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The Sinking of the Luconia

The RMS Laconia was an ocean liner designed for people travelling between Liverpool and New York, across the Atlantic Ocean. During World War II she was converted into a troopship for carrying soldiers.

RMS Laconia

At 8:10pm on 12th September 1942, RMS Laconia was torpedoed by a German U-boat submarine, U-156, as she was travelling from Cape Town in South Africa back to the United Kingdom. On board were 2,700 people, including: 1,800 Italian POWs (Prisoners of War), 268 British soldiers guarding them, about 80 British women and children and a 136-man crew.

There was an explosion in the hold and many of the Italian prisoners died instantly. Captain Sharp ordered the ship to be abandoned and for the: women, children and injured to be taken into the lifeboats first. At 11:23pm the ship sank with Sharp himself and many of the remaining Italian prisoners still on board. Those in the lifeboats were now left floating adrift, with many more also struggling to swim in waters where sharks were common.

At the same time, however, U-156 surfaced. When realising that had been Italians on board (who Germany was allied with), along with civilians who now facing certain death, the U-Boat Commander Werner Hartenstein decided to instruct his men to save as many of the survivors as possible. He sent out a message to all shipping in the area giving his position and requesting assistance, promising not to attack.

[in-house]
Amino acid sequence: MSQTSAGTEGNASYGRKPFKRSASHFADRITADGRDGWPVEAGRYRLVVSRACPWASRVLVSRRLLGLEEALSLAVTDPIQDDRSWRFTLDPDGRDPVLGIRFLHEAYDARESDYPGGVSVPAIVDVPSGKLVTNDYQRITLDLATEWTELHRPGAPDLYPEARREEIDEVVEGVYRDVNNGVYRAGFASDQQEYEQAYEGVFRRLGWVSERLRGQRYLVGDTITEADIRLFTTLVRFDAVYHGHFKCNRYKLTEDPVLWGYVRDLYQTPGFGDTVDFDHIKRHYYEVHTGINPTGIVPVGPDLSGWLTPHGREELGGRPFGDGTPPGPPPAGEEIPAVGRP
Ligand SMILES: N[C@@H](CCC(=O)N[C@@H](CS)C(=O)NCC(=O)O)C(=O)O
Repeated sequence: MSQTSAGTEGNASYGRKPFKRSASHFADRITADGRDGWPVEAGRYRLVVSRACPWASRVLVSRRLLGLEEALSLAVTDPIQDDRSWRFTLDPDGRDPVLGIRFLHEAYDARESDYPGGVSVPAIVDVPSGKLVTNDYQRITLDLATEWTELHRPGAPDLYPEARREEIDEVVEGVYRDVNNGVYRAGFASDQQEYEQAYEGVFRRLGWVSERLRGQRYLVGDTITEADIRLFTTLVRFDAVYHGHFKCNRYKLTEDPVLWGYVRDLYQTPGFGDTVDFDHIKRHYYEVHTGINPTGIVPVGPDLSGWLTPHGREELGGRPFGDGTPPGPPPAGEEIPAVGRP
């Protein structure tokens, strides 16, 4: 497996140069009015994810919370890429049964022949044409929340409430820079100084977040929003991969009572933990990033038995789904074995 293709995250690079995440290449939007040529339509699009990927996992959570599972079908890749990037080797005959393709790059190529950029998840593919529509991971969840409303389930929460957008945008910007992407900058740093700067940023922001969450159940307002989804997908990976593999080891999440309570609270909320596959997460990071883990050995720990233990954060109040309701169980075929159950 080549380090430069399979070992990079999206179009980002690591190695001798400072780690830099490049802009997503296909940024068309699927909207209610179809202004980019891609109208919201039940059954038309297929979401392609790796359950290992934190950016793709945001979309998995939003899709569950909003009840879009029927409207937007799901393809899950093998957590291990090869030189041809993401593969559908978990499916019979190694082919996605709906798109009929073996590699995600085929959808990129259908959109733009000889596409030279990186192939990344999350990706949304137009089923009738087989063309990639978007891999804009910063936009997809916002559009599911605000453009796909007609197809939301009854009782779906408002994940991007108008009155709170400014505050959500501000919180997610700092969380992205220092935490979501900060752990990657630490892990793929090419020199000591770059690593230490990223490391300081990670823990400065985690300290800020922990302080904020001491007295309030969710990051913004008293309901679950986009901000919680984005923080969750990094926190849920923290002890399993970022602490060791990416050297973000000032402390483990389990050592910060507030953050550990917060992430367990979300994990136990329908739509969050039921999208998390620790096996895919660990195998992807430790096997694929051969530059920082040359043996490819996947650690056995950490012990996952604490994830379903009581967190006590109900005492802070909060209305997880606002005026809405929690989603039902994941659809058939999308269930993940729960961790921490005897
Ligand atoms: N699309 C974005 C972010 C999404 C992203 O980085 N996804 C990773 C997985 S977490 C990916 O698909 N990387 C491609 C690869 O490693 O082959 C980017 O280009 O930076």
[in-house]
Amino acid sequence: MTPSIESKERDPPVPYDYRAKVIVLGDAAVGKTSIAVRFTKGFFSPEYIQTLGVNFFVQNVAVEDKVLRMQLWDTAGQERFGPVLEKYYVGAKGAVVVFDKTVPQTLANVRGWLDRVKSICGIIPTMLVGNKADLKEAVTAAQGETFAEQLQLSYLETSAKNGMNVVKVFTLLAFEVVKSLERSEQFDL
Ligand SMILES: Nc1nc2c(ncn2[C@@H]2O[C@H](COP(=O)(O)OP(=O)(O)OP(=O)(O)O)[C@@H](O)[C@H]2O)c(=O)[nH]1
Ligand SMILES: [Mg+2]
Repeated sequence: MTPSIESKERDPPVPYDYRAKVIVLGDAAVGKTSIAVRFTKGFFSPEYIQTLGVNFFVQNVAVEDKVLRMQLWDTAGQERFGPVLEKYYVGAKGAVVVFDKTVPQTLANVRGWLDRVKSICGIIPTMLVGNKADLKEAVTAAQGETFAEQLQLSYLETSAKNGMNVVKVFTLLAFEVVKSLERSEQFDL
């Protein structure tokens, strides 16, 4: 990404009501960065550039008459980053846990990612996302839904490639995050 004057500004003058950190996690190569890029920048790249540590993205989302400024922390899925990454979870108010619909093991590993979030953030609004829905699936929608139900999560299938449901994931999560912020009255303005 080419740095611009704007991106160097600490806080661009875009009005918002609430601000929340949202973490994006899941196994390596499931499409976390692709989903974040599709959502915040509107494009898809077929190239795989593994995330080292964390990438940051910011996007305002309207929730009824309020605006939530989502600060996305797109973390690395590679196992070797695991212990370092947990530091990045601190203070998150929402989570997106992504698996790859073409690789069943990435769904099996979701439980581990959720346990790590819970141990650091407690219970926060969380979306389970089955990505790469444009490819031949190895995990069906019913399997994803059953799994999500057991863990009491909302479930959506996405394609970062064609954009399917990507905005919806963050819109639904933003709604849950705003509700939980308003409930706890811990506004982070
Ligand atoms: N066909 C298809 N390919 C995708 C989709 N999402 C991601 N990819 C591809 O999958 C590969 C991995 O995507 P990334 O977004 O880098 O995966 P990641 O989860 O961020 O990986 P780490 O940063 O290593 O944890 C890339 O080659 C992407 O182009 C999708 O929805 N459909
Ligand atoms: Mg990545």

U-156 37-35 Laconia 1942 09 15

Soon 200 people were crammed above and below decks on the submarine and another 200 were attached in tow in four lifeboats. They were also joined by the crews of other U-boats in the area over the next few days who helped survivors floating on other lifeboats and rafts.

On 16th September, two US fighter planes sighted the rescue mission but despite Red Cross banners being waved, started firing at the U-boat fearing that it was a trap. Knowing that it was too dangerous to dive underwater with so many people on board, the Germans cast adrift the lifeboats and ordered the survivors into the water.  The submarines then dived and escaped. A few hours later, some French ships arrived from Africa and managed to rescue just over 1,000 people.

After the incident, German Admiral Karl Dönitz issued the Laconia Order, ordering his U-boat commanders not to rescue survivors from any future attacks. He also awarded Commander Hartenstein with the Ritterkreuz military award and a desk job at naval command. Preferring to stay with his men, however, Hartenstein refused it. U-156 sank a year later with no survivors.